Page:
Jason Ferguson feared the worst as hospital staff stared at an image of a massive brain haemorrhage while his oblivious father chatted away to a nurse.
But Sir Alex Ferguson fought back from the brink, and directing a film about the road to recovery may have inadvertently helped his son work through some of the trauma of May 5, 2018.
Ripples were sent around the football world and beyond when it emerged that Manchester United’s most successful manager was fighting for his life in intensive care after collapsing at home.
Jason referred to his dad as ‘Alexander’ when calling 999 in an off-the-hoof attempt to protect his anonymity, but privacy quickly paled into insignificance when it became clear that he might not return home.
Asked if there were there moments when he thought it was not going to end well, former football agent Jason told the PA news agency: “Oh totally, absolutely.
“We went up to Macclesfield hospital first of all and that was when it was identified that he had had a brain haemorrhage.
“I remember going out and speaking to the doctor. She’d just come in and told us, ‘Look, you’ve had a bleed on the brain and we’re going have to get you up to Salford Royal for an operation’.
“I remember stepping outside the room and saying to her, ‘How bad is this?’ and she looked at me almost as if I was like an idiot and just was like, ‘It’s bad, this is a pretty serious situation’.
“Then I walked back in and there was two guys looking at the scan image and I went over and said, ‘Look, that’s my dad, what’s the story?’ The same questions, really.
“They said it’s ‘not good’ but what they couldn’t understand was relating the image that they were looking at on the screen of this massive bleed and the fact that behind the curtain, in a little bay, he was sitting up talking to a nurse.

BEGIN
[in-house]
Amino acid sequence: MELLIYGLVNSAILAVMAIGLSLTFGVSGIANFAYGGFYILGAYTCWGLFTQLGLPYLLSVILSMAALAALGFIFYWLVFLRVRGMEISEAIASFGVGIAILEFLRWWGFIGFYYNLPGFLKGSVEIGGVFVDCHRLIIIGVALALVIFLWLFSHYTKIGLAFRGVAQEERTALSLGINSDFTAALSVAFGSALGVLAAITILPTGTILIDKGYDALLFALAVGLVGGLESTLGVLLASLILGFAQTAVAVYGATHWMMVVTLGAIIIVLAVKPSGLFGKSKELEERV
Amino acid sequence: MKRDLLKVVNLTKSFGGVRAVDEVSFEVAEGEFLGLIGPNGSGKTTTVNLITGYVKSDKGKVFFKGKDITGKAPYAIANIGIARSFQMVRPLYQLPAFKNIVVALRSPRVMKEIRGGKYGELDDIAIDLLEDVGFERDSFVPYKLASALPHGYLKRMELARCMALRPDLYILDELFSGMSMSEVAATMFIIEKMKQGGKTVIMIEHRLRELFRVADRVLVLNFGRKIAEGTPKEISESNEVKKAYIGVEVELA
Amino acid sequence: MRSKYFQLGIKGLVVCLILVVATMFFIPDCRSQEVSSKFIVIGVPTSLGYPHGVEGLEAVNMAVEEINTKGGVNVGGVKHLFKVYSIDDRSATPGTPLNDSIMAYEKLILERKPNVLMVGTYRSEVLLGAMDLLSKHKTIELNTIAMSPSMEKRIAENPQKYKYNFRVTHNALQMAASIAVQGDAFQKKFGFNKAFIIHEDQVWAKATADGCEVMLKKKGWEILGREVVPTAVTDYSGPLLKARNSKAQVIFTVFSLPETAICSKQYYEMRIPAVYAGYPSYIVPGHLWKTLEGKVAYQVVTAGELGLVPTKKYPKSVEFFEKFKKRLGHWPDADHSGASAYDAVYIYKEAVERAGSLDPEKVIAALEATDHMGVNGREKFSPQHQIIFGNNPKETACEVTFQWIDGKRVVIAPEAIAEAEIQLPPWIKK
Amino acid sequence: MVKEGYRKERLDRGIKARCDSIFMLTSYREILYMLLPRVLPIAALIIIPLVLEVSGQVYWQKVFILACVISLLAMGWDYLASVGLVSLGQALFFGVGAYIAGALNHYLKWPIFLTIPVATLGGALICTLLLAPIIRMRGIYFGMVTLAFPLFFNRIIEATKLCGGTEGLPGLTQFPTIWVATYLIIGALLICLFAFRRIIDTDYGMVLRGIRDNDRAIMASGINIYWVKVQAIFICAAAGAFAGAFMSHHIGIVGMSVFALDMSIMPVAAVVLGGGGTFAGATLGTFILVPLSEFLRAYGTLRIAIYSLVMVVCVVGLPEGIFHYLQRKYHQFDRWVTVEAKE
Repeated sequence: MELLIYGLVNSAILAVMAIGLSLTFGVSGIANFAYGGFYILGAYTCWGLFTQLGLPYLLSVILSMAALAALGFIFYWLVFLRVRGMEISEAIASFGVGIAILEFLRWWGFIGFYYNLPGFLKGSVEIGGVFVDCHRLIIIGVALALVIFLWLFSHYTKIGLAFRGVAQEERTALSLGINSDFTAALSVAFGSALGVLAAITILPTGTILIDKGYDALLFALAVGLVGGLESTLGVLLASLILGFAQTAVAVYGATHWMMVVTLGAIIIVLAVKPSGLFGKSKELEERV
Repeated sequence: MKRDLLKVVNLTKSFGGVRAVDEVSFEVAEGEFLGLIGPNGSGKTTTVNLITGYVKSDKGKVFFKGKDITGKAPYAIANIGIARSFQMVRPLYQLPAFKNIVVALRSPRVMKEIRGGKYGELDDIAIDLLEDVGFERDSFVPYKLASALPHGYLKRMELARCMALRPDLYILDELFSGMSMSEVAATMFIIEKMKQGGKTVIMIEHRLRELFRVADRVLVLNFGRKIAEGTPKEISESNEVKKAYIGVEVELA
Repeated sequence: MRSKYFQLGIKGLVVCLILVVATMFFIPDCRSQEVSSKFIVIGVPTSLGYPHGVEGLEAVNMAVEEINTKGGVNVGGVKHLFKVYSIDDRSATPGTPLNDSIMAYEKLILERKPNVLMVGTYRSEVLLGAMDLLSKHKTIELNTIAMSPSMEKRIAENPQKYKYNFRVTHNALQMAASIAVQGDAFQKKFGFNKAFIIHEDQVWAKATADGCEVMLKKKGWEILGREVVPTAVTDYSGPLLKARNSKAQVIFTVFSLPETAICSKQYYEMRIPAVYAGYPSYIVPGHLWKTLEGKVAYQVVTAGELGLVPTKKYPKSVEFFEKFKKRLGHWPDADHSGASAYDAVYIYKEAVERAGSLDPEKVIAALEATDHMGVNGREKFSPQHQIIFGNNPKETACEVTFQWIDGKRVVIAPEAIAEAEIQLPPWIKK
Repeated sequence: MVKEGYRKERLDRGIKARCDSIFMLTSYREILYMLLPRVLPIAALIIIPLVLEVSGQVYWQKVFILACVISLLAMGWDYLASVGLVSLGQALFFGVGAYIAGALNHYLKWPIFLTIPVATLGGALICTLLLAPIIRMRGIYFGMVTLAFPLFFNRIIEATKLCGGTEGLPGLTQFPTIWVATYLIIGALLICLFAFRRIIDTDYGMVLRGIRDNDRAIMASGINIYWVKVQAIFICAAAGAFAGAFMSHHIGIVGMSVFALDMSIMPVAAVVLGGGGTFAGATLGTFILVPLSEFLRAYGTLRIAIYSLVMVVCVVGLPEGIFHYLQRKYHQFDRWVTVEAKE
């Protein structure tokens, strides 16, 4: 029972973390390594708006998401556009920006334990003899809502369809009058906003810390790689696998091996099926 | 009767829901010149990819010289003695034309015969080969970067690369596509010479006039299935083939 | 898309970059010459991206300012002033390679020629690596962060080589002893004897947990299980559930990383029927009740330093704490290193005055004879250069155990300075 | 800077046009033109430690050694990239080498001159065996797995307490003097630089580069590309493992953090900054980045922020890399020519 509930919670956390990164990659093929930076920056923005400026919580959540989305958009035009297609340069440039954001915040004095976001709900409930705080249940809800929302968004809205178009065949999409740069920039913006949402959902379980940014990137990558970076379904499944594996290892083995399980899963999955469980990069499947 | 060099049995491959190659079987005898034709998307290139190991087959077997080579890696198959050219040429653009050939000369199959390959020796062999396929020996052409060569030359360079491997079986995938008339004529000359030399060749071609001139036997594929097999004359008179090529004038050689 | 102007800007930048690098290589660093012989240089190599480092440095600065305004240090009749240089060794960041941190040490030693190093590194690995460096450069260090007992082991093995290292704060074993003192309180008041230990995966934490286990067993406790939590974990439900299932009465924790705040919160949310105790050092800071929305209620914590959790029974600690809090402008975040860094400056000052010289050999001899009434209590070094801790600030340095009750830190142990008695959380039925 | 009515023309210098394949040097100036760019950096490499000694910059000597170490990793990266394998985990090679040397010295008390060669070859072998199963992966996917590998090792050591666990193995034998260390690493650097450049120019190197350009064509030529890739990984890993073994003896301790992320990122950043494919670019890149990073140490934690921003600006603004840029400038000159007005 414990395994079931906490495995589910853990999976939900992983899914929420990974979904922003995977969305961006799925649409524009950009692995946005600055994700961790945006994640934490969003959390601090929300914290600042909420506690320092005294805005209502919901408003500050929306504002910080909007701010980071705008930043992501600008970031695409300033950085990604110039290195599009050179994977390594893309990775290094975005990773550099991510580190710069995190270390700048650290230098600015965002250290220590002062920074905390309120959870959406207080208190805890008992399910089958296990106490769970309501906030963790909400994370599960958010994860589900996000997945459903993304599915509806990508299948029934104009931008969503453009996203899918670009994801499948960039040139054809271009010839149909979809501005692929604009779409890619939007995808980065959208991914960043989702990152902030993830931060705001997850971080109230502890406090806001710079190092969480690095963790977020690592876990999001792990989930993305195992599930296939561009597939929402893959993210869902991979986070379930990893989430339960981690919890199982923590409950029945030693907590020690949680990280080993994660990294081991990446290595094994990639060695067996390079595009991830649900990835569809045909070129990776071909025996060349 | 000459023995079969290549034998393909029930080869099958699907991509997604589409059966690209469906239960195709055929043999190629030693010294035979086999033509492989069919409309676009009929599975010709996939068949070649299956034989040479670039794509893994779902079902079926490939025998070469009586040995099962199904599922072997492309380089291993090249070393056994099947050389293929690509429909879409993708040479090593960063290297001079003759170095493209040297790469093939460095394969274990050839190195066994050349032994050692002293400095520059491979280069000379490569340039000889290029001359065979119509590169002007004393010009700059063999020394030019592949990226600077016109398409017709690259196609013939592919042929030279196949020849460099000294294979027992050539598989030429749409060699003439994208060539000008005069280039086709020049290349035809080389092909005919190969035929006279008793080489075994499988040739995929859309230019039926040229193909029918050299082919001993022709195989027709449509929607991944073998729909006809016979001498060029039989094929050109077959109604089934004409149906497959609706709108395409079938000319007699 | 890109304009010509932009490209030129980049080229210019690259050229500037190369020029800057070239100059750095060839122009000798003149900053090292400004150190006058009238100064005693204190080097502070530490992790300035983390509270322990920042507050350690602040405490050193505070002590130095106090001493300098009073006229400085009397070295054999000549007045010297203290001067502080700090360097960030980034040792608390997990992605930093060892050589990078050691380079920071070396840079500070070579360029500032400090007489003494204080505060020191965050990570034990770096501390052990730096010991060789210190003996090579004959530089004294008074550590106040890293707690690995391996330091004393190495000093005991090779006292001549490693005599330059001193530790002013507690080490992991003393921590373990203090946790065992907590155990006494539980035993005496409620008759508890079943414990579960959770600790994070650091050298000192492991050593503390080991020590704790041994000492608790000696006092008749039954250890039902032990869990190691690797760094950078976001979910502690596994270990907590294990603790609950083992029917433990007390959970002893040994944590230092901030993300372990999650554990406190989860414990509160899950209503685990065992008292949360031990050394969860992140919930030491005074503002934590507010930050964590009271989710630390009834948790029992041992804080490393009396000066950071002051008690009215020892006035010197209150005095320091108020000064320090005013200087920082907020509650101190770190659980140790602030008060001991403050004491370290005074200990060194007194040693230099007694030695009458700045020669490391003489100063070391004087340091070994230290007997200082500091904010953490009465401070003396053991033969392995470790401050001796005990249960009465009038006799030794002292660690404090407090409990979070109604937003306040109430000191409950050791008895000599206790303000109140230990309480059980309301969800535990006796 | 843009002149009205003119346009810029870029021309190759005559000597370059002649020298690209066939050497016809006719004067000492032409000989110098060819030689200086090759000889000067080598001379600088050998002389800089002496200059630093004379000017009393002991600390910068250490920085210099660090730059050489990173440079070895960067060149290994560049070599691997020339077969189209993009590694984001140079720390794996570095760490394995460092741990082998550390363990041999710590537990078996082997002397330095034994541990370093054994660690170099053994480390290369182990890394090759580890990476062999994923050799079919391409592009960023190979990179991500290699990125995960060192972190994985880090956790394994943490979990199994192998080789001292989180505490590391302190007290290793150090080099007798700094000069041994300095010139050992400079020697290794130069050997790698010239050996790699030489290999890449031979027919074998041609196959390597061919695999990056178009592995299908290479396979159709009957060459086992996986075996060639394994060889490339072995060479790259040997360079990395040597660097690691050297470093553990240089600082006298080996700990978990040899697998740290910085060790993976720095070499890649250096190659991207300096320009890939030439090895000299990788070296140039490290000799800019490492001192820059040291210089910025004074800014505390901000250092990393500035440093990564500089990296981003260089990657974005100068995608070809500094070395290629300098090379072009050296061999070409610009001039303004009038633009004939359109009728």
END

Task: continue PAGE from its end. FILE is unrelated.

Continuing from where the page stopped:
“They couldn’t understand that he was sitting up talking.
“He obviously remembers none of this. But, yeah, going up to Salford, getting pulled by the doctors, getting told, ‘Get yourself ready here’, you know. It was not easy.”
Jason trailed off as he recalled that moment during a period when his dad was given just a 20 per cent chance of survival.
“It brings mortality to the table,” he said. “Invulnerable – sometimes you view him in that way. That, as I say, brought the fact he isn’t to the table.”
The brain haemorrhage and Ferguson’s recovery provide the thread than runs throughout an upcoming film on his life – ‘Sir Alex Ferguson: Never Give In’ – directed by Jason.
The 79-year-old’s remarkable memory is clear throughout the film – recalling all bar one of United’s line-up the first time he saw them in 1953, for example – as is the fact that the scars from his time at boyhood club Rangers provided a catalyst to his remarkable success.
There are the twists of fate, too, like scoring a hat-trick for St Johnstone just as he was about to pack it in and move to Canada, which is the only time Jason can recall his father giving up during a life in which his teams replicated his never-say-die spirit.
Ole Gunnar Solskjaer’s stoppage-time strike against Bayern Munich epitomised that mindset and completed the treble, Ferguson’s holy grail, in 1999, with the Norwegian now calling the shots from the dugout.
“He loves United,” Jason said. “He loves football, he loves United and they’re winning, which is great.
“I think the one thing is the absence of fans. He’s mentioned that a lot. It can be difficult without the fans. What’s a game of football without the fans at the end of the day?
“He’s referred to the stadium as like a ghost town, which it is. All stadiums are.”
Ferguson cannot wait for the fans to return to Old Trafford for the first time in 436 days against Fulham on Tuesday, with the film about his life coming out the day after next week’s Europa League final against Villarreal.
Jason estimates he has watched it more than 100 times by now and believes directing the film has not only allowed him to show the man behind the manager but helped digest what happened in 2018.
“I’ve asked myself recently, ‘Has this been some sort of therapy in a way?’ – because it was pretty traumatic, the day,” he added.
“I’m not sure. I think in a way it’s probably allowed me to detach myself from it and I was getting on with the job, so it really stripped the emotion out of it in a way.
“But when I first heard the 999 call… that threw me a bit.
“My core objective was to make a film that wasn’t about football. It was to basically make a film that captured the man, not the public perception of who he is.
“I felt that our relationship and my closeness would allow him to be comfortable coming out as the man he is, which he did.”